A set of bespoke paper patterns is then drawn and cut (some elements by eye), with the cutter using his measurements and notes as a guide.

The cloth you’ve chosen is then cut using these patterns, and over the course of several fittings the fit is refined to the final product (usually between two and three, but potentially more until things are right).

What are the benefits of bespoke?
Superior fit: Clearly, the biggest benefit of bespoke is the fit. While there is enough detail on fit to write another whole guide, suffice to say that a good bespoke suit should fit like nothing else. It should hug your shoulders, create a clean back, and run in a sharp, flattering line from shoulder to waist. It will also often be more comfortable.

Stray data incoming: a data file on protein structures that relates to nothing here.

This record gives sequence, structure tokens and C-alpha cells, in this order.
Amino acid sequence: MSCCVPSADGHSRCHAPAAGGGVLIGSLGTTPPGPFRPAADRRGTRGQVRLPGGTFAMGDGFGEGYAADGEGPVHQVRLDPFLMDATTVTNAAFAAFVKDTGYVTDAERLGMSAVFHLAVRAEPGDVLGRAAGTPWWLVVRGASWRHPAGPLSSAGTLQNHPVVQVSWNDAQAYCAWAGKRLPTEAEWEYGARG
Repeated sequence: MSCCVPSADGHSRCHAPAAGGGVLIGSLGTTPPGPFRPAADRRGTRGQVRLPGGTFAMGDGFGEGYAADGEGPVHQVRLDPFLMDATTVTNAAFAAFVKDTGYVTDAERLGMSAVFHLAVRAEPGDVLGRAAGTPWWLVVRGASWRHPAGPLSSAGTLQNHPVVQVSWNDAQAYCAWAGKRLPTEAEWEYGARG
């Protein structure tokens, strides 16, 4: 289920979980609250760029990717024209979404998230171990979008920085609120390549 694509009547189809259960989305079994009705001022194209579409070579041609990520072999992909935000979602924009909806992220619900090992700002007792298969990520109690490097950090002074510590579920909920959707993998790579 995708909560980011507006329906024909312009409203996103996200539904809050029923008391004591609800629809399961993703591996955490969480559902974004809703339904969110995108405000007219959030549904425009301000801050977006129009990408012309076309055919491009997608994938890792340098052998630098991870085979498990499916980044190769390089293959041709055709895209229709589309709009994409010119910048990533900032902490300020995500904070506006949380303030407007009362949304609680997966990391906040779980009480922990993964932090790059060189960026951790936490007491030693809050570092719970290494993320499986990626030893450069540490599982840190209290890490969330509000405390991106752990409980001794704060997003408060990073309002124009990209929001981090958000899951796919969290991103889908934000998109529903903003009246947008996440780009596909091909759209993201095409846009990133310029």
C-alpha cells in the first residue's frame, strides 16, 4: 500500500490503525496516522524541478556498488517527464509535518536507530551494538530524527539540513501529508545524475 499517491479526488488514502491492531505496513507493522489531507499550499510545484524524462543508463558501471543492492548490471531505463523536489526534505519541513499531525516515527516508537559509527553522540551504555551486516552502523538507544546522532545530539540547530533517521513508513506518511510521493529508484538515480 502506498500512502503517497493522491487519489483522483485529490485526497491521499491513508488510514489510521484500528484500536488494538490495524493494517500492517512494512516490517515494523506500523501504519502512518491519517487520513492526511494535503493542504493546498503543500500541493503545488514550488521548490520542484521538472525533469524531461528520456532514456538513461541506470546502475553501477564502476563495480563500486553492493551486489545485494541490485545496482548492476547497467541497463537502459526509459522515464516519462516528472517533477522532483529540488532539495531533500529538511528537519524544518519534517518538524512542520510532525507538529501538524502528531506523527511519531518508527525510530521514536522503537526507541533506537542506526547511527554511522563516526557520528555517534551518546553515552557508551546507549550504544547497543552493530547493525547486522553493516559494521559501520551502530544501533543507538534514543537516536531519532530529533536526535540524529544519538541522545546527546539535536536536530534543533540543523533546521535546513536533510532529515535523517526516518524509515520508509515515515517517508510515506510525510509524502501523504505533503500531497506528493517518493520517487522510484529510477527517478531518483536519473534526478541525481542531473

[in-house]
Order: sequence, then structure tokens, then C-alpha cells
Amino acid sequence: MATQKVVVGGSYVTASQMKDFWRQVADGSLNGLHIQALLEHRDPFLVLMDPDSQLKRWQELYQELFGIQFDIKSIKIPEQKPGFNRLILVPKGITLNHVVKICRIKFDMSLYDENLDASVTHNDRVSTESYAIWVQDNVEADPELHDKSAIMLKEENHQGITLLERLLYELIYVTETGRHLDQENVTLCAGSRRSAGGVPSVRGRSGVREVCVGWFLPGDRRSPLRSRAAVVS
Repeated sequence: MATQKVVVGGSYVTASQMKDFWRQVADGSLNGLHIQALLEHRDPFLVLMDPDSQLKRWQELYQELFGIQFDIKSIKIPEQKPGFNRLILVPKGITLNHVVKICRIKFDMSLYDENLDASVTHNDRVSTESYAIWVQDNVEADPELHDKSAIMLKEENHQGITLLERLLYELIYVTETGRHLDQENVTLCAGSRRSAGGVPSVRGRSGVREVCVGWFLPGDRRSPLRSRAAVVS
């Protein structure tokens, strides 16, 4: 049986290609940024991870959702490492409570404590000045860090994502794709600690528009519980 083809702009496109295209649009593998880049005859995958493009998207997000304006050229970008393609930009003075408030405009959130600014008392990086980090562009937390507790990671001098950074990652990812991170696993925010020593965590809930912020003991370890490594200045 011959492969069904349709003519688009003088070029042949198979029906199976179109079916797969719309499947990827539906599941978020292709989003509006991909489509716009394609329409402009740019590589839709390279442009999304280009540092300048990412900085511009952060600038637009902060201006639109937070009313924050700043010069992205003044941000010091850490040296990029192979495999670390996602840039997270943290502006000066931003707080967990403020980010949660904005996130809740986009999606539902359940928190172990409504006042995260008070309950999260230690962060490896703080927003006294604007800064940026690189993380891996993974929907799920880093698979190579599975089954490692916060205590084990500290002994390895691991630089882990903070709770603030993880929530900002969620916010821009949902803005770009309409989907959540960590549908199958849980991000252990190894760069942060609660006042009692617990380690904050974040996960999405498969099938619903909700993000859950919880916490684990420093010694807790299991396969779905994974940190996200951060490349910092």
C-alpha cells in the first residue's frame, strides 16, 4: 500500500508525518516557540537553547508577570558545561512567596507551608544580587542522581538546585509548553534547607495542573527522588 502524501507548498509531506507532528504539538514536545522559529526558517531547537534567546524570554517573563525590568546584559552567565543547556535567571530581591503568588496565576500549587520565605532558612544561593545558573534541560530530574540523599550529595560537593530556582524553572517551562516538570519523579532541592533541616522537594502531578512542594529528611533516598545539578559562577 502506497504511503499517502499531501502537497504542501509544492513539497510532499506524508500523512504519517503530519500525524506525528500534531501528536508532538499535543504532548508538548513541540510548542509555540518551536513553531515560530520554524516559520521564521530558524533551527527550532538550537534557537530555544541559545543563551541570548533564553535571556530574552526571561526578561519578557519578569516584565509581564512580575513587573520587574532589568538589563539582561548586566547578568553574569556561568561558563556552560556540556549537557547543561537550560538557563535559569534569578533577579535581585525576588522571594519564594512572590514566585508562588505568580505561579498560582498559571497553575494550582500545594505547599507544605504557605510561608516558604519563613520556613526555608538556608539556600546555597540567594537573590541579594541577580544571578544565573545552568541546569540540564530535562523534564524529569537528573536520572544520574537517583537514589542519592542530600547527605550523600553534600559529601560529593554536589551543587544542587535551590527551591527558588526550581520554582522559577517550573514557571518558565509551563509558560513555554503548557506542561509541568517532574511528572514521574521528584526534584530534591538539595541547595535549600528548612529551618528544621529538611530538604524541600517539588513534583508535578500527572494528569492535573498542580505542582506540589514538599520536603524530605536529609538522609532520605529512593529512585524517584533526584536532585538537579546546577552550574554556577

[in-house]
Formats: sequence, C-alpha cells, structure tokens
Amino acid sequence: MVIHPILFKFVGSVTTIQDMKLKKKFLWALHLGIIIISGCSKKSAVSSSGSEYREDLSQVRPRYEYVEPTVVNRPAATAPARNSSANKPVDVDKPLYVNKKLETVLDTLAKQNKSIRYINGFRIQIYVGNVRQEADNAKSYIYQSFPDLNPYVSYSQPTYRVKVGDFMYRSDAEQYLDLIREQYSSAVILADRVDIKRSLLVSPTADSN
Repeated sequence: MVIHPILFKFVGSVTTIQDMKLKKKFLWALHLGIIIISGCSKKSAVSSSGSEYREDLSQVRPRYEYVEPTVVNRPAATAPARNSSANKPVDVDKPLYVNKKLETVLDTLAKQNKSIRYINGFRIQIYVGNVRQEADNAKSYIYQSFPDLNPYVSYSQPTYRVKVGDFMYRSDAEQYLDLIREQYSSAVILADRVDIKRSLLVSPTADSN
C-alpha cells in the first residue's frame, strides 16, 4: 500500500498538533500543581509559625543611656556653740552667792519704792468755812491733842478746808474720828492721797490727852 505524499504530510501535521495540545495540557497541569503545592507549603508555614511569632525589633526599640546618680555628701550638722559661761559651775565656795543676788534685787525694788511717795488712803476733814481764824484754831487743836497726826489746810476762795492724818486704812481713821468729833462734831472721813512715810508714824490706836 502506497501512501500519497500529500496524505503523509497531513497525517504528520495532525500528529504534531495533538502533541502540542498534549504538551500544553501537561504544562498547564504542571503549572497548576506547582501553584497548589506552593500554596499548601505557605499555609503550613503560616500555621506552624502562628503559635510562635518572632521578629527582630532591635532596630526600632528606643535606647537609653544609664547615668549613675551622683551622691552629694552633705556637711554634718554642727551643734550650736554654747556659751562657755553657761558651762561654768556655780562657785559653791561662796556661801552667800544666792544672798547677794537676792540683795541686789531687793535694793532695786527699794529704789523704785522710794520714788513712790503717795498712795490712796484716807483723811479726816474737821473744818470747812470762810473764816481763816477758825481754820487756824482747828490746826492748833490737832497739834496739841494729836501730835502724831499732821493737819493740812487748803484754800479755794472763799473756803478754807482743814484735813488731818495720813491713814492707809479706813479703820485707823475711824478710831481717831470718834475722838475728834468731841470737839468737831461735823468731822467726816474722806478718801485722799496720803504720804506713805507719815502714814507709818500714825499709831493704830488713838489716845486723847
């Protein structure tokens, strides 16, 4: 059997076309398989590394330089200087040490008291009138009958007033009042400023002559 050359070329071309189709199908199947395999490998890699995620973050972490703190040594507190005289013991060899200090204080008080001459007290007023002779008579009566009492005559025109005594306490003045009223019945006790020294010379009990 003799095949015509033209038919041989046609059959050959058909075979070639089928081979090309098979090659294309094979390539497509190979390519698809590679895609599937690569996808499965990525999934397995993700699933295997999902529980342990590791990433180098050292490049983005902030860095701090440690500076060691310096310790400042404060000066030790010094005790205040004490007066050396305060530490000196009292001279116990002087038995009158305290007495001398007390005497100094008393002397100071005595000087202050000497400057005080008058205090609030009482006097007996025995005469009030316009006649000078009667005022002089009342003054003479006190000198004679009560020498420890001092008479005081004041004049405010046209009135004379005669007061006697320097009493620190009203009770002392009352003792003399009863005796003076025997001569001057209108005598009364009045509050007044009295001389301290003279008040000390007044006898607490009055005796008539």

Longevity: The work that goes into everything from the lining of the waistband to the stitching of the pockets means the suit should last longer than anything mass-produced.

That handwork also makes it easier to adjust over time, and it will be adjusted by someone that has served you before and is familiar with your body and your style. Unlike a salesman who is likely to change every year.

Total creative control: Bespoke also offers the opportunity to develop a truly individual garment, not just in shape but in material, detail and finishing.

While your imagination is the only theoretical limit, a good tailor will also use their experience and sense of style to help guide you in pushing those boundaries without going too far. First-timers often make very showy suits, and then barely wear them (despite it being their highest quality and best-fitting).

What are the drawbacks of bespoke?